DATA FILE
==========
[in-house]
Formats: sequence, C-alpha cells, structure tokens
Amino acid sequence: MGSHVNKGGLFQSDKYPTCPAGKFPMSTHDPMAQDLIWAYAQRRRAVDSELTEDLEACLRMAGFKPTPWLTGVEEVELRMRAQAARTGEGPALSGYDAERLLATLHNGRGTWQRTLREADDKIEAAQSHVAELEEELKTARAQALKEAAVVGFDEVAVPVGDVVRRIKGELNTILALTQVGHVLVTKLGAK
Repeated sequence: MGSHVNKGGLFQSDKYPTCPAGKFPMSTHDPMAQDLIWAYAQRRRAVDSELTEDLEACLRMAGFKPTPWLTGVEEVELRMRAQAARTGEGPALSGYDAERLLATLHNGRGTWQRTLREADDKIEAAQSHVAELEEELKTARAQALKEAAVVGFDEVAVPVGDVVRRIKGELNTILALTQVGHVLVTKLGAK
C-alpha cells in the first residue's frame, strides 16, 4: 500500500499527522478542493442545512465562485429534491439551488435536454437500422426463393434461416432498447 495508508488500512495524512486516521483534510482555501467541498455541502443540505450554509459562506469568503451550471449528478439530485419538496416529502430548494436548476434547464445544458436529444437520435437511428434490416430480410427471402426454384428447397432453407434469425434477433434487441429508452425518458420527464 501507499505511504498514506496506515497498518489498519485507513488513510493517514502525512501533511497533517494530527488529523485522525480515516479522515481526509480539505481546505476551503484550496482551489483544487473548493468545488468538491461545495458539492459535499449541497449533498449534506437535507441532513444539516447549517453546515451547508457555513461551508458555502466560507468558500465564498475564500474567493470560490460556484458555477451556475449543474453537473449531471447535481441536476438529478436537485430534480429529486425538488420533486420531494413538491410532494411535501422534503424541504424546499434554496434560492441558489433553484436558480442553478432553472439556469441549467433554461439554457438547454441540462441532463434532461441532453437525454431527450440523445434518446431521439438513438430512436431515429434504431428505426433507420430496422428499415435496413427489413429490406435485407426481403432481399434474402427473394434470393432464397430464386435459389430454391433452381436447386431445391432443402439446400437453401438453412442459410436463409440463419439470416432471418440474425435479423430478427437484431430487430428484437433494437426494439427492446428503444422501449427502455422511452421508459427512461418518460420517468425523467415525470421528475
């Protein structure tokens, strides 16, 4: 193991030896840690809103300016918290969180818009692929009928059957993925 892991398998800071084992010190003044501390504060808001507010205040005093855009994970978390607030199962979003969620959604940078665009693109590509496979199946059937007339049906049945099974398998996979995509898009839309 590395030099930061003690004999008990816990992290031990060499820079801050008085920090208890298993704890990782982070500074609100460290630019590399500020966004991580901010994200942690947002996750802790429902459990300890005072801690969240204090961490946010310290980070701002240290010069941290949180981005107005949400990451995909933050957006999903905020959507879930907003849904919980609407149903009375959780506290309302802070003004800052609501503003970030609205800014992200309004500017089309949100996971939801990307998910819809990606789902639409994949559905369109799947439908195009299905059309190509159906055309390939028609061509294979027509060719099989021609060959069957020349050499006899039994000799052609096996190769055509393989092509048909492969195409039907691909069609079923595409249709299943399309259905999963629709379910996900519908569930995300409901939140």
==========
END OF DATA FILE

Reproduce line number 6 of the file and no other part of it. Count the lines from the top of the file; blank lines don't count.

């Protein structure tokens, strides 16, 4: 193991030896840690809103300016918290969180818009692929009928059957993925 892991398998800071084992010190003044501390504060808001507010205040005093855009994970978390607030199962979003969620959604940078665009693109590509496979199946059937007339049906049945099974398998996979995509898009839309 590395030099930061003690004999008990816990992290031990060499820079801050008085920090208890298993704890990782982070500074609100460290630019590399500020966004991580901010994200942690947002996750802790429902459990300890005072801690969240204090961490946010310290980070701002240290010069941290949180981005107005949400990451995909933050957006999903905020959507879930907003849904919980609407149903009375959780506290309302802070003004800052609501503003970030609205800014992200309004500017089309949100996971939801990307998910819809990606789902639409994949559905369109799947439908195009299905059309190509159906055309390939028609061509294979027509060719099989021609060959069957020349050499006899039994000799052609096996190769055509393989092509048909492969195409039907691909069609079923595409249709299943399309259905999963629709379910996900519908569930995300409901939140």